Right now, Dufault’s family is deep in grief. The idea of losing a daughter or son at this tender moment in life, when all the promise in the world awaited her, is too tragic to adequately describe. Friends of Ms. Dufault have universally described her as brilliant, widely admired and a good friend. At Noble & Greenough School in the next town over from my Westwood office, in Dedham, Mass., headmaster Robert P. Henderson Jr., characterized Dufault as precocious and “Simply brilliant. She was a true intellectual,” Henderson said of the 2007 graduate. Dufault was also a student at an institution that I am very familiar with from my boyhood summers in Falmouth, Massachusetts – the Woods Hole Oceanographic Institution. Dufault worked with scientists to design and operate undersea robotics.

The incident has triggered federal and internal university investigations of campus safety protocol. According to University President Richard Levin, until those reviews are completed, the university will limit undergraduate student access to school facilities with power equipment, and will also place additional personnel as monitors in the laboratories at all times. I’m sure Levin has spoken with Univeristy lawyers, as that is a smart immediate move.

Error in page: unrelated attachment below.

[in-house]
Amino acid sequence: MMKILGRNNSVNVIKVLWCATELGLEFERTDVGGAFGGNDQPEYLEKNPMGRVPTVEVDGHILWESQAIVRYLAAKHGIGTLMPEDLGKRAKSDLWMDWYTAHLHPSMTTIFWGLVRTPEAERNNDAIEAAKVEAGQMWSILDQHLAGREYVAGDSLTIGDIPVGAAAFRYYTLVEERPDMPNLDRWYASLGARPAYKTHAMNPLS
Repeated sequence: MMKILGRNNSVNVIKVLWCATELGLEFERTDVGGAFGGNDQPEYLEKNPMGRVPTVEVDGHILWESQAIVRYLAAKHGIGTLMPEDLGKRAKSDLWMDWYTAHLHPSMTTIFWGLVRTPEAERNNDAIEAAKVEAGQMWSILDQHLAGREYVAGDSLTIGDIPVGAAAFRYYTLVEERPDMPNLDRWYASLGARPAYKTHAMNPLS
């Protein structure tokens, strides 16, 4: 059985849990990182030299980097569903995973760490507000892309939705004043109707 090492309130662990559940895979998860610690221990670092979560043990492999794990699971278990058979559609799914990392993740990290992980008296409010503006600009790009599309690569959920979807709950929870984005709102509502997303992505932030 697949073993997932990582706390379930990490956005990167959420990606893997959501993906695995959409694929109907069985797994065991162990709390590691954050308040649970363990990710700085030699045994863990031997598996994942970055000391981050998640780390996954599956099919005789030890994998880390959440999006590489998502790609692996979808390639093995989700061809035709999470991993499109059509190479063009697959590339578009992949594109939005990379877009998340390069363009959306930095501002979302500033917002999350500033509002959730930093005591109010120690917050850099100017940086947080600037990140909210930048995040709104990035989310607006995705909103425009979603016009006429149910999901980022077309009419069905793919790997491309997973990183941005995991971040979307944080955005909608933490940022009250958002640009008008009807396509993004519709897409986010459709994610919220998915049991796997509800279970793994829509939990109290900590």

But just as investigators from the federal Occupational Safety and Health Administration (OSHA) are presently trying to piece together the details of this accident, the question will eventually loom larger: Was this accident preventable, and if so, were there failures on the part of either the lathe manufacturer or the school – failures which, had they not been present, would have prevented this tragedy? In the case of machine shop equipment such as a lathe, several legal questions come to mind:

1) Were there unmistakably prominent and noticeable warnings on the machinery, advising that all loose clothing be secured, and keep clear of the moving parts of the machine?

2) More important: Were there equally prominent signs warning that any long hair worn by the user must be tied back and kept away from the machinery at all times? Warnings regarding loose clothing are common, but were there warnings about anyone using the machinery that had “long” hair, bangs, or hair in excess of shirt collar length?